Newspaper column: Democratic lawmakers trying to ration free speech

Nevada’s Democratic lawmakers in Carson City are seeking to enforce their egalitarian philosophy on everyone: All people are equal and deserve equal rights — and only equal amounts of those rights. You have the right to free speech, but no more than anyone else.

This past week an Assembly committee heard testimony on Senate Joint Resolution 4, which would urge Congress to amend the Constitution to strike the free speech portion of the First Amendment. SJR4, sponsored by Las Vegas Democratic state Sen. Nicole Cannizzaro, would erase the Supreme Court ruling in Citizens United v. FEC, which held that it was unconstitutional to forbid the broadcast of a movie critical of then presidential candidate Hillary Clinton just because it was paid for by a corporation.

But SJR4 goes even further. It limits spending by individuals as well. The summary reads: “Urges Congress to propose an amendment to the United States Constitution to allow the reasonable regulation of political contributions and expenditures by corporations, unions and individuals to protect the integrity of elections and the equal right of all Americans to effective representation.”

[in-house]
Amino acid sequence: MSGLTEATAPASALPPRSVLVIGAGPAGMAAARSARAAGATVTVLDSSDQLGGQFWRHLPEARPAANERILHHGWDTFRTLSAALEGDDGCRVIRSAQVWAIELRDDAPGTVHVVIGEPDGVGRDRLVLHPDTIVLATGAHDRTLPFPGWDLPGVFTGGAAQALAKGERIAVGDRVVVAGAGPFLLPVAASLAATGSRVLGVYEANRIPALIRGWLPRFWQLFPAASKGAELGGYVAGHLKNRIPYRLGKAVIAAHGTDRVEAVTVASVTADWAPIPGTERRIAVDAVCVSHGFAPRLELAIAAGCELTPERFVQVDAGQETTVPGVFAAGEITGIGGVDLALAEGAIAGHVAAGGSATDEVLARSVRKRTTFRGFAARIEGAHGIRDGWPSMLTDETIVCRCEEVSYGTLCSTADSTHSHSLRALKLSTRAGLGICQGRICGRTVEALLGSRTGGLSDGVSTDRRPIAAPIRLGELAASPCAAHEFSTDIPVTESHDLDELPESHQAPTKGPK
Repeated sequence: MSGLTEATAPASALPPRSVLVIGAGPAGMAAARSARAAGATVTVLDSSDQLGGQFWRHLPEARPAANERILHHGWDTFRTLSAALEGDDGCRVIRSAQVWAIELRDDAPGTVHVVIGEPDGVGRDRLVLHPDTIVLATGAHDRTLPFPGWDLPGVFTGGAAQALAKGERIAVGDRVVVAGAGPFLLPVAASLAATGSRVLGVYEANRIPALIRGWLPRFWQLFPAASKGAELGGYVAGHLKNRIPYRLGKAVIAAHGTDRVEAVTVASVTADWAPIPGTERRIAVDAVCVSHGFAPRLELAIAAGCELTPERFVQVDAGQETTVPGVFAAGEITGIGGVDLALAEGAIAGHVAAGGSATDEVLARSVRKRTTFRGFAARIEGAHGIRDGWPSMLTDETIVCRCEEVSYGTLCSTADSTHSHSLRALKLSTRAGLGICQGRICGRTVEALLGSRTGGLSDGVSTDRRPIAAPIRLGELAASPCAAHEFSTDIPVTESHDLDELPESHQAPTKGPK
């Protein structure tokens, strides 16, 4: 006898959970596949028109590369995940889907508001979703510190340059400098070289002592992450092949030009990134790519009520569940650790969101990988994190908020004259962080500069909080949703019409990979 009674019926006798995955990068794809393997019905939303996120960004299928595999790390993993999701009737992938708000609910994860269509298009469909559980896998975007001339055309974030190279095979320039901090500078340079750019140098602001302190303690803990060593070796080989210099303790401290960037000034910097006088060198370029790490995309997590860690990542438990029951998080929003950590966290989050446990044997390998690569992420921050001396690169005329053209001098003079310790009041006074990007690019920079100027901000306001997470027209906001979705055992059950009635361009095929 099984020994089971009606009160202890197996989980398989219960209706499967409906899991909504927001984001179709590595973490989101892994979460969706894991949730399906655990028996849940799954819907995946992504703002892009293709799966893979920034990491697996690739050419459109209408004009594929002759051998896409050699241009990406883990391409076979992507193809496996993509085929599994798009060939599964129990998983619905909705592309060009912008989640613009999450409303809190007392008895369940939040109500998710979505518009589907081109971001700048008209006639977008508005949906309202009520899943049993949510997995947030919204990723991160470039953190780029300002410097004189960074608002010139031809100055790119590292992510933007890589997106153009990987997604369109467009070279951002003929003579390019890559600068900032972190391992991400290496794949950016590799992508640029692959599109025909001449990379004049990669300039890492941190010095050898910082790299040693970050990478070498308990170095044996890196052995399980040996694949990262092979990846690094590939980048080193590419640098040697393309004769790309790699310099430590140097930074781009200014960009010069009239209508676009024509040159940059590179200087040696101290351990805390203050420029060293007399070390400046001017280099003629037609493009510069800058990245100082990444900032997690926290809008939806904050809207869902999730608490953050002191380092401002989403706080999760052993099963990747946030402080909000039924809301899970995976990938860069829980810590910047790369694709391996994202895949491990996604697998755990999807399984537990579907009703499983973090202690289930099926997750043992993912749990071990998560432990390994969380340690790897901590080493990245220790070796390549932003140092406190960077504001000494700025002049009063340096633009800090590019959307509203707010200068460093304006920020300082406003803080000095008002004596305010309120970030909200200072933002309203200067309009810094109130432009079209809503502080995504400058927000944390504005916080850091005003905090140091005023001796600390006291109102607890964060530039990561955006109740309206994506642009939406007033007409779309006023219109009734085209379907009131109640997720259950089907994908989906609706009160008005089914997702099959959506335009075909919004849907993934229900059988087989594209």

It basically declares democracy is dead because the citizens are too stupid to hear vigorous and boisterous debate and make rational decisions.

The resolution argues that large political donations corrupt candidates and dilute the power of individuals. Pay no heed to the fact that in the 2016 presidential election, Donald Trump was outspent by Hillary Clinton by two-to-one — $600 million to $1.2 billion.

The resolution would not only overturn Citizens United but also McCutcheon v. FEC.

Democrats think all money belongs to the state except what the state allows you to keep, and now they demand to take control of how you spend that.

In addressing an Assembly committee on her bill Cannizzaro said it “addresses a growing and rather troubling influence of large donations by corporations and other organizations in our sacred policymaking process as a result of significant and uncontrolled political contributions.”

Jeff Clements, president of American Promise, an organization pressing for such a constitutional amendment, testified to the Assembly committee by phone.